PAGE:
At The Shell Factory & Nature Park in North Fort Myers, ride bumper boats and see life-sized dinosaur models and cool animals. At Lovers Key State Park, watch birds fishing for breakfast. The park offers weekly kid camps on cast-netting, birding, fishing and beach habitat.

After seeing endangered manatees at Manatee Park in Fort Myers, let the kids run off energy at the playground. Rent bikes of all sizes from Sanibel Island’s numerous concessions, then bike the 4-mile or 2-mile loop at the J.N. “Ding" Darling National Wildlife Refuge. Hike the Shell Mound Trail and follow its boardwalk into the mangroves, keeping an eye out for sunbathing alligators.

Souvenirs and Surf Shops
Take home an inexpensive treasure from the sea at the various shell shops located around town (try She Sells Sea Shells, Sanibel; The Shell Factory & Nature Park, North Fort Myers. If it’s choices you want, try the Edison Mall in Fort Myers. With lots to look at and a variety of dining options, shopping at Times Square on Fort Myers Beach is a good bet too. Teens especially will enjoy checking out the surf shops.

To learn more about fun-for-all-ages attractions in Lee County and the surrounding areas, visit the Southwest Florida Attractions Association website.

Indoor Fun for Families

Need a break from the sun? Visit the home of an inventor, shop at the funky Shell Factory or learn about manatees.

Here on the Beaches of Fort Myers & Sanibel, residents often welcome rainy days because they are so rare. And because they give us an opportunity to take the kids to those indoor museums and attractions they've been asking to visit. These suggestions also work for days when you're ready to get out of the sun.

Estates and Shopping Malls
Meet Lee County's most famous forefathers at the Edison & Ford Winter Estates complex, where tours with historical interpreters and audio tours provide entertaining history lessons. The museum holds many of Edison's 1,000 patented inventions, along with the Model T his friend and neighbor Henry Ford gave him.

The afternoon calls for shopping, either at the inventor's namesake Edison Mall, indoors with some 160 stores, or at the fun and funky Shell Factory, where stuffed African animals and a video arcade rank high on the kid barometer.

Museums
Fort Myers’ Imaginarium Hands-On Museum & Aquarium gives free rein to children's natural curiosity. Whether they're walking through a thunderstorm or forecasting the weather, taking part in Hands-On Fun shows or visiting the three Sea-to-See Marine Touch Tanks, they're learning and loving it.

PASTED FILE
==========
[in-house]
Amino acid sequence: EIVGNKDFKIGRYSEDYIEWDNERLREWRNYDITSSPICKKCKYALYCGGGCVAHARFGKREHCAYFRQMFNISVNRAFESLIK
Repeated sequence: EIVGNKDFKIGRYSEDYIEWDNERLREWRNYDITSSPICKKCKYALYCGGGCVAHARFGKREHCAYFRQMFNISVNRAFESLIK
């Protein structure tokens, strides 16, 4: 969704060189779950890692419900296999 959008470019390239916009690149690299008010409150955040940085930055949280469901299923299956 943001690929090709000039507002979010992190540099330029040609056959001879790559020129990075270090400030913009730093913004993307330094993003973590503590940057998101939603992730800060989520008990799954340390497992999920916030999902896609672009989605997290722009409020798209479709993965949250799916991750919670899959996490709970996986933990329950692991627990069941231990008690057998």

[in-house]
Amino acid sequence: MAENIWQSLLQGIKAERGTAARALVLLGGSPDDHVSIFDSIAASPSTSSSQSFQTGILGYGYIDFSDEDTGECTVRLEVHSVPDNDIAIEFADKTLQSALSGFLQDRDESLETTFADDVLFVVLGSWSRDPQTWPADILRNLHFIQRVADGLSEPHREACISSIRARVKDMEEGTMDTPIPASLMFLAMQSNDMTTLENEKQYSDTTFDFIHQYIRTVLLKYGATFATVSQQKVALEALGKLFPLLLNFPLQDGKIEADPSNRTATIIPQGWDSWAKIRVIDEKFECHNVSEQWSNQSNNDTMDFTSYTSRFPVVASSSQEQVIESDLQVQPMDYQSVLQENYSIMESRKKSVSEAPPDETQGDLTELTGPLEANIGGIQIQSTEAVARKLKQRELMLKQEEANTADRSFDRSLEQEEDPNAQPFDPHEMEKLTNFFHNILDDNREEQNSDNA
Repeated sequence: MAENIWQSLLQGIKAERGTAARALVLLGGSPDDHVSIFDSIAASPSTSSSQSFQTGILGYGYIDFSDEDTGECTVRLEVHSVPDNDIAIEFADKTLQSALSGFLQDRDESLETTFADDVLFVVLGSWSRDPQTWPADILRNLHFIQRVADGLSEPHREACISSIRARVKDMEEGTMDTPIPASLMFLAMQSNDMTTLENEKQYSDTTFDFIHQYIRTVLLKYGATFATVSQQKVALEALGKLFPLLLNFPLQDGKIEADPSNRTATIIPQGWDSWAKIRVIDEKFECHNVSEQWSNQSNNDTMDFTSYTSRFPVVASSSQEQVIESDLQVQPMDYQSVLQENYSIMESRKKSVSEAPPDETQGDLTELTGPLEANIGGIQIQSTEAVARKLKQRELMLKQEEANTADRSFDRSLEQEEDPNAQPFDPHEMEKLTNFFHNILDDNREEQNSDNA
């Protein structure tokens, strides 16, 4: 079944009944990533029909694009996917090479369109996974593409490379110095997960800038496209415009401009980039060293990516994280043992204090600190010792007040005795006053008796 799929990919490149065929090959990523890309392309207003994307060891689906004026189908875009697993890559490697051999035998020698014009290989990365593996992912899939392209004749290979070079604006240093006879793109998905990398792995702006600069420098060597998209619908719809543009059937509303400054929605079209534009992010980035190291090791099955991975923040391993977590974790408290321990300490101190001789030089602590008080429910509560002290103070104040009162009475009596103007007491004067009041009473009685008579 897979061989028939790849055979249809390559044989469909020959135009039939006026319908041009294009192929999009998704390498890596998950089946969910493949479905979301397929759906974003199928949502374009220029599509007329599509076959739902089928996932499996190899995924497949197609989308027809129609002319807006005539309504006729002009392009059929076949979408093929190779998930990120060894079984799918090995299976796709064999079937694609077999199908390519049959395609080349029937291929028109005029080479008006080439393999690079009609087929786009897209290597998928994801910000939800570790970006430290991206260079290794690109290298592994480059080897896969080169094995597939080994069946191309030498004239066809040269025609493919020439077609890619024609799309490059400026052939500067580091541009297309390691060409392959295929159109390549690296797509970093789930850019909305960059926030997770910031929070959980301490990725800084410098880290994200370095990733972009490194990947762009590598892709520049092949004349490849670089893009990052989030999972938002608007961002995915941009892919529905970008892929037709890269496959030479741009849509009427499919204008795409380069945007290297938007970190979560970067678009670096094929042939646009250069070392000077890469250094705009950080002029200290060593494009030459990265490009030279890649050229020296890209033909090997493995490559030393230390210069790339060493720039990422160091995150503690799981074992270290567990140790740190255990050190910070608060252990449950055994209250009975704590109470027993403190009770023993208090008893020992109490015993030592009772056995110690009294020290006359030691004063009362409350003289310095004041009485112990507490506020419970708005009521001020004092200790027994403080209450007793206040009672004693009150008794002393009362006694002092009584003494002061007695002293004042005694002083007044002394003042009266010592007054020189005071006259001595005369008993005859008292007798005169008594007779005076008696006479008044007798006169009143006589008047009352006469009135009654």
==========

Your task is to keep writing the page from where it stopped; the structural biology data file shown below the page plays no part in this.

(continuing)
Follow it up with a history lesson at nearby Southwest Florida Museum of History, where cowboys and Indians and sabertooths will pique their interest in the past. You can also step aboard a 1929 private Pullman railcar and peek inside a Cracker house.

Proceed to the Bailey-Matthews Shell Museum, where a special hands-on room appeals to youngsters, and older visitors can look at 34 exhibits with shells from around the world.

Aquariums, Skating and More
Explore the marine heritage of shrimping town Fort Myers Beach at Ostego Bay Marine Science Center. Here kids can peer into aquariums, touch a shark's skin and learn about endangered manatees and loggerhead turtles. Stop at one of the many inexpensive family-friendly restaurants where fresh local shrimp is the specialty.

For fun in the afternoon, head south to Estero for a cool time at Germain Arena’s ice-skating rink. There's also a roller rink, and in season (October through April), professional hockey at night.

If you’re lucky enough to schedule this island visit on a Monday, head up the road to Captiva Island for the wacky NAScrab Races at 'Tween Waters Inn’s Crow's Nest Lounge. The early show at 6 p.m. (starring local hermit crabs) is geared toward families.

Educational Family Fun

"Children's museums, a family dinner theater and an inventor's workshop keep kids and parents entertained."

Our son Aaron (now a teenager) was born in Lee County, and before he had even started school, we began an educational tour of the county’s educational kids’ attractions, with trips to the Imaginarium Hands-On Museum & Aquarium and the boardwalk nature trail at Six Mile Slough, among others.

With his first-grade Tiger Cubs den, we visited Calusa Nature Center & Planetarium to pet snakes and hike trails. His fourth-grade history project took our family to the Southwest Florida Museum of History in downtown Fort Myers to research local cow hunting legend Jake Summerlin and the Cracker lifestyle. In fifth grade, I chaperoned Aaron’s class on a tour of Ostego Bay Marine Science Center in Fort Myers Beach.